Now that its 11,000-pound-thrust Silvercrest turbofan has a launch application–the Cessna Citation Longitude–Snecma can get serious about engine certification efforts. Flight testing of the engine is due to start in the first half of 2013 using a Gulfstream GII as a testbed, with engine certification pegged for 2015, the French company said yesterday at EBACE.
Eight engines will take part in the certification effort, said Snecma Silvercrest general manager Laurence Finet. The first engine is now being assembled after full-scale engine development started in the third quarter of 2010. Snecma has started running the engine core, and the first full engine is due to go to test this summer at its Villaroche factory near Paris, which also produces CFM International engines for Airbus and Boeing airliners.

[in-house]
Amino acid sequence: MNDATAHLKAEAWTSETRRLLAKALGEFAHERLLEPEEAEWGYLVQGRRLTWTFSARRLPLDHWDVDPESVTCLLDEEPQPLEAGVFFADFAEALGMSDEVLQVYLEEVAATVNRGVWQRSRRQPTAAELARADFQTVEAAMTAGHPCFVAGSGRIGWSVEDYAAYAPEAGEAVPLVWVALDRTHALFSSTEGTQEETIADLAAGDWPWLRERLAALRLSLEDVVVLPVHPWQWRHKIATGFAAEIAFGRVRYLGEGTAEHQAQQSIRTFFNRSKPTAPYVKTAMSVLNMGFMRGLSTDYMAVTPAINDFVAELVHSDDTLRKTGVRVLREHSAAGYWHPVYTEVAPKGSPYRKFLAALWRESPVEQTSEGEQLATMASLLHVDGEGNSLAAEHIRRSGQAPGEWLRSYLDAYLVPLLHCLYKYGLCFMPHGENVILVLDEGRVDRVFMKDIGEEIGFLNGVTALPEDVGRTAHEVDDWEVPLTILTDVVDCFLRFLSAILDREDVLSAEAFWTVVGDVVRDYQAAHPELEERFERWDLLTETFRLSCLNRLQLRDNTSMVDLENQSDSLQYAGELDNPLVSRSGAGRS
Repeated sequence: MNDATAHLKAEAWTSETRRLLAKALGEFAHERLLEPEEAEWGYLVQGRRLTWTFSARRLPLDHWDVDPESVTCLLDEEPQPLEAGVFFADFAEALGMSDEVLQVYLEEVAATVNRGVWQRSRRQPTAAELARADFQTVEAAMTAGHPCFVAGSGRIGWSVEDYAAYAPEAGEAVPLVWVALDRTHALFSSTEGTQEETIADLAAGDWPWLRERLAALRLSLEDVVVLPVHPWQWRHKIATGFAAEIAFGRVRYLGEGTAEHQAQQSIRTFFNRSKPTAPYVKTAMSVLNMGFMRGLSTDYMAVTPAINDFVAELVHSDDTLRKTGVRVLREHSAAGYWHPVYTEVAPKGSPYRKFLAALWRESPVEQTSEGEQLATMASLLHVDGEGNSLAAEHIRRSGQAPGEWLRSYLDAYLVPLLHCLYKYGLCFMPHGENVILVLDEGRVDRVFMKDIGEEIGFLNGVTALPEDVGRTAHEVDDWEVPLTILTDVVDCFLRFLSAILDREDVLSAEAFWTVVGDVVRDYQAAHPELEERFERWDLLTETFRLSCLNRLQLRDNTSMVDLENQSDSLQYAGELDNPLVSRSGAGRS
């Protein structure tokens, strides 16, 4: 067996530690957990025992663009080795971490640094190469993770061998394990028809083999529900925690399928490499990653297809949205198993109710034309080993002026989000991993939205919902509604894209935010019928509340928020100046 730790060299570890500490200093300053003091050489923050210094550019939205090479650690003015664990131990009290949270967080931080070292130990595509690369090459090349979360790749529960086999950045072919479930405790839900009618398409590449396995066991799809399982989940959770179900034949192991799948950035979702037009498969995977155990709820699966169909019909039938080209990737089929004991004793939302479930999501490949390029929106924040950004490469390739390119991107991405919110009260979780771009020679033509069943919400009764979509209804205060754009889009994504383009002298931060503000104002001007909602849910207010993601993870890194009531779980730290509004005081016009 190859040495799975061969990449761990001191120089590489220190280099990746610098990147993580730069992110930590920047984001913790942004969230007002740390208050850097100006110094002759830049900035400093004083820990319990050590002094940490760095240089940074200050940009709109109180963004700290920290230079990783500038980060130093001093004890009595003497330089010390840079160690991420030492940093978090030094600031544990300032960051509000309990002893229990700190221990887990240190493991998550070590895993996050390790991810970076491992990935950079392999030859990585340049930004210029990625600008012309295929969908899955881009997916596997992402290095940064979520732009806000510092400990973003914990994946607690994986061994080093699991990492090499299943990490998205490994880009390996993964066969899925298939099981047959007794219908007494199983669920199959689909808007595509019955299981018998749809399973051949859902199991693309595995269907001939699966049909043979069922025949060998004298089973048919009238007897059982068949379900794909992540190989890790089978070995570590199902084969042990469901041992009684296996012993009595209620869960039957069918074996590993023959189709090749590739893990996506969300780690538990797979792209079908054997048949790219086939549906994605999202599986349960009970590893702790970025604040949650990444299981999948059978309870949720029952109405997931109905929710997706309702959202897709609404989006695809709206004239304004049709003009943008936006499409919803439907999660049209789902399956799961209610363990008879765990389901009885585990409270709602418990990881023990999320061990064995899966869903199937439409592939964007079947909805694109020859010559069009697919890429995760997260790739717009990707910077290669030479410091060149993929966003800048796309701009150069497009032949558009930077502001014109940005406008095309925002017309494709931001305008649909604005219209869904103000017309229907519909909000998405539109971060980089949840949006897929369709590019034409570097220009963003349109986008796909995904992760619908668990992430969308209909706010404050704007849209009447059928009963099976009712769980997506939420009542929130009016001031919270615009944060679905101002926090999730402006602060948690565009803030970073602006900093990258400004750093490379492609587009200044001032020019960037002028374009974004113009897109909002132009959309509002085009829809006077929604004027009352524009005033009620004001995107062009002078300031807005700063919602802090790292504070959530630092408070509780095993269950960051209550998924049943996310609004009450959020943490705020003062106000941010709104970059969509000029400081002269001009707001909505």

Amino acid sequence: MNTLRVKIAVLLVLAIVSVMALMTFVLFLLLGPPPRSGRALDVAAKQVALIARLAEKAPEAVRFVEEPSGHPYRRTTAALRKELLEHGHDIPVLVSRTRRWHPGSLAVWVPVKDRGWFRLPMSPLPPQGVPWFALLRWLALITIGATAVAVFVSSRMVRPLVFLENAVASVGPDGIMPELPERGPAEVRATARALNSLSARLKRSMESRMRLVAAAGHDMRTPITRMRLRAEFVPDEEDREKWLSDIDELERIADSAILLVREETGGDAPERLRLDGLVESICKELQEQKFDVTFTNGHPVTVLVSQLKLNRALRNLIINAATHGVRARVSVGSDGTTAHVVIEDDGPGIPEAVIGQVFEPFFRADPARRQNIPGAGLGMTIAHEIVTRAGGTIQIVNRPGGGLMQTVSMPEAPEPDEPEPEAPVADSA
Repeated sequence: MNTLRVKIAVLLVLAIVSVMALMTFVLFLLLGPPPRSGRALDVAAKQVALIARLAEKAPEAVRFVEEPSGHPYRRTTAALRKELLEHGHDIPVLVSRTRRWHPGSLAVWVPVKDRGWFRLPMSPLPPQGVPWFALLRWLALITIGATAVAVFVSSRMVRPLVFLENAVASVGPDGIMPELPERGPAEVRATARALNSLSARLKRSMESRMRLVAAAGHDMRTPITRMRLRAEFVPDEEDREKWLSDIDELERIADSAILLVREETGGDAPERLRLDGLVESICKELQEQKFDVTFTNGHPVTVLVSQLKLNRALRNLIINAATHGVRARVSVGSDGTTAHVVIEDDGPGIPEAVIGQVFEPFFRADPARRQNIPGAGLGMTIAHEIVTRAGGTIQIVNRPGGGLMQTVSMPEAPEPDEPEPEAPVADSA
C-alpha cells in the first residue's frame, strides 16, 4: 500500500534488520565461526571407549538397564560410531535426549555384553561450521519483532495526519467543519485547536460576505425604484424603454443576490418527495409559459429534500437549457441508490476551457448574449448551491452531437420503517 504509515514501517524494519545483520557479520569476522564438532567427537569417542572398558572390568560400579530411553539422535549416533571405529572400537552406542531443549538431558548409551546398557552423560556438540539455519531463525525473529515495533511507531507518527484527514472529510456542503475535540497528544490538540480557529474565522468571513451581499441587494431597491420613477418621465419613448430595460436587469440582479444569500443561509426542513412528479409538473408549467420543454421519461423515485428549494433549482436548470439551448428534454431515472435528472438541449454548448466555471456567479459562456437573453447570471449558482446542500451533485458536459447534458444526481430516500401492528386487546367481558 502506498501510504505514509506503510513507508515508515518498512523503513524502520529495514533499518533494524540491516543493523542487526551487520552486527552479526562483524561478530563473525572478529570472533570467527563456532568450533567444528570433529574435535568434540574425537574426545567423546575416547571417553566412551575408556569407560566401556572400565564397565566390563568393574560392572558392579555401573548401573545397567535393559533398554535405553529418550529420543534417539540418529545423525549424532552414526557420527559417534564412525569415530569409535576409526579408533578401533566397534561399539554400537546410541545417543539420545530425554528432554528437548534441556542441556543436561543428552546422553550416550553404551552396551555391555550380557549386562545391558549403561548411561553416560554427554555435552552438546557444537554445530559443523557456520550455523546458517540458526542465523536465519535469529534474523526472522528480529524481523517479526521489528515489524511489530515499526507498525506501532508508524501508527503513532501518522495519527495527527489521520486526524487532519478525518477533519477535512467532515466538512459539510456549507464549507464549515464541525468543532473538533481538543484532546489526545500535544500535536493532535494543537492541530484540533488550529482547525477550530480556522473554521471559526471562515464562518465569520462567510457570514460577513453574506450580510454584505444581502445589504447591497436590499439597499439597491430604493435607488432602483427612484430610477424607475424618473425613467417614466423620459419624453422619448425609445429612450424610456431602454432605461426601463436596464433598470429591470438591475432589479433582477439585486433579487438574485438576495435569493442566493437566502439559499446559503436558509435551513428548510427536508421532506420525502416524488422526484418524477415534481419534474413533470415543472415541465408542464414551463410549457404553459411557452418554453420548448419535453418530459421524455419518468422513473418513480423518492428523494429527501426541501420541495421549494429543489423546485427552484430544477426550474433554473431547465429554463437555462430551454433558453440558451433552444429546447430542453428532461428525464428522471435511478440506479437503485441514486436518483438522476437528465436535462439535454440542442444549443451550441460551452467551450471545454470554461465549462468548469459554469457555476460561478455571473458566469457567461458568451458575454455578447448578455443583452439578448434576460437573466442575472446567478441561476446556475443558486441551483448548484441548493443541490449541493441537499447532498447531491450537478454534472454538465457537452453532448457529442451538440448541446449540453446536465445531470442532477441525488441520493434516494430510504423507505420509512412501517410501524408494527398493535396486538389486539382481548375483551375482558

During the flight tests the GII testbed will have one of its Rolls-Royce Speys replaced with a Silvercrest. Snecma obtained the GII from sister company Sagem, which had been using it as a testbed for avionics upgrades. Finet told AIN that Snecma is also entertaining the idea of a GII re-engining program. “Why not?” he said. “We are studying all possibilities.”
According to Snecma, the Silvercrest will burn 15 percent less fuel, emit 50 percent less nitrous oxide (NOx) than the CAEP/6 standard and halve the noise footprint “compared to existing engines in the 10,000- to 12,000-pound class.”